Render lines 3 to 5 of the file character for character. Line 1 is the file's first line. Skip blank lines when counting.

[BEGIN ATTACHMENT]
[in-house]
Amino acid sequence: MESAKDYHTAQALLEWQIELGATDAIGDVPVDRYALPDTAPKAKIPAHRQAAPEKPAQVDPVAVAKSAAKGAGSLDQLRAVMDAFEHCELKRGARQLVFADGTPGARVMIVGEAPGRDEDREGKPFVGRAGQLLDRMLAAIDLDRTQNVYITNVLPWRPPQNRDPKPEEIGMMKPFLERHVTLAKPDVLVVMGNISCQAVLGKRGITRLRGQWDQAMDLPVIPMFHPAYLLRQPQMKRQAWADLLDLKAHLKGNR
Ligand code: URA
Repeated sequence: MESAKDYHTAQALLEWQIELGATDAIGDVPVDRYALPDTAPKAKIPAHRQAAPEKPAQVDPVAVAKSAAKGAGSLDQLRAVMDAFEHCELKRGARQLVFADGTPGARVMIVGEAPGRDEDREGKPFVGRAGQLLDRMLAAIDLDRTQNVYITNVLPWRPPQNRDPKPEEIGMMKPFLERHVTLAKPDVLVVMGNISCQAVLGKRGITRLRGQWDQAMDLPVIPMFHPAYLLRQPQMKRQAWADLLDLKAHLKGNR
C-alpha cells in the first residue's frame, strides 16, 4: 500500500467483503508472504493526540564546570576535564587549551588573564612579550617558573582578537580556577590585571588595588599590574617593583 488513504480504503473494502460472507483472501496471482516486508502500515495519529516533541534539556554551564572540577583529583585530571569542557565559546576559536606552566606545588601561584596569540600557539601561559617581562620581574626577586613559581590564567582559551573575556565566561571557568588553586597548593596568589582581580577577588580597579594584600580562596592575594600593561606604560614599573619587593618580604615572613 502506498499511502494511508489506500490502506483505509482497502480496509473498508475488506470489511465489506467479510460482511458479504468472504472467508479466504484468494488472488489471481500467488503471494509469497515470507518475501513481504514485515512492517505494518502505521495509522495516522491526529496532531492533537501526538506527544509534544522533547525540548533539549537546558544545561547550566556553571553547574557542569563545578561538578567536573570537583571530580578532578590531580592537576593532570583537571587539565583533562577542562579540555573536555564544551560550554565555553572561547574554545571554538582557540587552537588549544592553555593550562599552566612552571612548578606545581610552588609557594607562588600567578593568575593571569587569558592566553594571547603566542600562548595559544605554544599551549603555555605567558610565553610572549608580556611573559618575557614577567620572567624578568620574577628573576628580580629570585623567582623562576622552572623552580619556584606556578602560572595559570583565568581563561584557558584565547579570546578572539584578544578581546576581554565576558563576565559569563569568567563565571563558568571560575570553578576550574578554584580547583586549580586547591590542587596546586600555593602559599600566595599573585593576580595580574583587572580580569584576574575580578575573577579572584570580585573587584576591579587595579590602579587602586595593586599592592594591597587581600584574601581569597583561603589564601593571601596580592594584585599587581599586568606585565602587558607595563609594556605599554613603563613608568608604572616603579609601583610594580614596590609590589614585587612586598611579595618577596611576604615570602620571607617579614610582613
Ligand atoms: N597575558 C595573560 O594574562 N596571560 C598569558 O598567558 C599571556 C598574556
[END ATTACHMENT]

Ligand code: URA
Repeated sequence: MESAKDYHTAQALLEWQIELGATDAIGDVPVDRYALPDTAPKAKIPAHRQAAPEKPAQVDPVAVAKSAAKGAGSLDQLRAVMDAFEHCELKRGARQLVFADGTPGARVMIVGEAPGRDEDREGKPFVGRAGQLLDRMLAAIDLDRTQNVYITNVLPWRPPQNRDPKPEEIGMMKPFLERHVTLAKPDVLVVMGNISCQAVLGKRGITRLRGQWDQAMDLPVIPMFHPAYLLRQPQMKRQAWADLLDLKAHLKGNR
C-alpha cells in the first residue's frame, strides 16, 4: 500500500467483503508472504493526540564546570576535564587549551588573564612579550617558573582578537580556577590585571588595588599590574617593583 488513504480504503473494502460472507483472501496471482516486508502500515495519529516533541534539556554551564572540577583529583585530571569542557565559546576559536606552566606545588601561584596569540600557539601561559617581562620581574626577586613559581590564567582559551573575556565566561571557568588553586597548593596568589582581580577577588580597579594584600580562596592575594600593561606604560614599573619587593618580604615572613 502506498499511502494511508489506500490502506483505509482497502480496509473498508475488506470489511465489506467479510460482511458479504468472504472467508479466504484468494488472488489471481500467488503471494509469497515470507518475501513481504514485515512492517505494518502505521495509522495516522491526529496532531492533537501526538506527544509534544522533547525540548533539549537546558544545561547550566556553571553547574557542569563545578561538578567536573570537583571530580578532578590531580592537576593532570583537571587539565583533562577542562579540555573536555564544551560550554565555553572561547574554545571554538582557540587552537588549544592553555593550562599552566612552571612548578606545581610552588609557594607562588600567578593568575593571569587569558592566553594571547603566542600562548595559544605554544599551549603555555605567558610565553610572549608580556611573559618575557614577567620572567624578568620574577628573576628580580629570585623567582623562576622552572623552580619556584606556578602560572595559570583565568581563561584557558584565547579570546578572539584578544578581546576581554565576558563576565559569563569568567563565571563558568571560575570553578576550574578554584580547583586549580586547591590542587596546586600555593602559599600566595599573585593576580595580574583587572580580569584576574575580578575573577579572584570580585573587584576591579587595579590602579587602586595593586599592592594591597587581600584574601581569597583561603589564601593571601596580592594584585599587581599586568606585565602587558607595563609594556605599554613603563613608568608604572616603579609601583610594580614596590609590589614585587612586598611579595618577596611576604615570602620571607617579614610582613